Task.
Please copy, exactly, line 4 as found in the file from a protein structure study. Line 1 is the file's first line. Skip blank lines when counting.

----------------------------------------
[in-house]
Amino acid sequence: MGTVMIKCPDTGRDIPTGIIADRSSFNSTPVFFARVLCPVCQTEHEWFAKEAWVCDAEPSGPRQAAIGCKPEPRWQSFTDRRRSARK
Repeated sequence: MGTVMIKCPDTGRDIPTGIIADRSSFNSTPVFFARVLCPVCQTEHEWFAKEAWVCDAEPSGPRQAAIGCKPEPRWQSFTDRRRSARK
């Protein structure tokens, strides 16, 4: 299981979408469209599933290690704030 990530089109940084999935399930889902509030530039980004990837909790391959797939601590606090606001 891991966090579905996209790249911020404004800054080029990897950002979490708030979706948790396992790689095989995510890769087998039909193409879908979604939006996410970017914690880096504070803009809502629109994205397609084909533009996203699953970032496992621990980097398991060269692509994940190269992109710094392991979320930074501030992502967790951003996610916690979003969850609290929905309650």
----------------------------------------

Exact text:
């Protein structure tokens, strides 16, 4: 299981979408469209599933290690704030 990530089109940084999935399930889902509030530039980004990837909790391959797939601590606090606001 891991966090579905996209790249911020404004800054080029990897950002979490708030979706948790396992790689095989995510890769087998039909193409879908979604939006996410970017914690880096504070803009809502629109994205397609084909533009996203699953970032496992621990980097398991060269692509994940190269992109710094392991979320930074501030992502967790951003996610916690979003969850609290929905309650």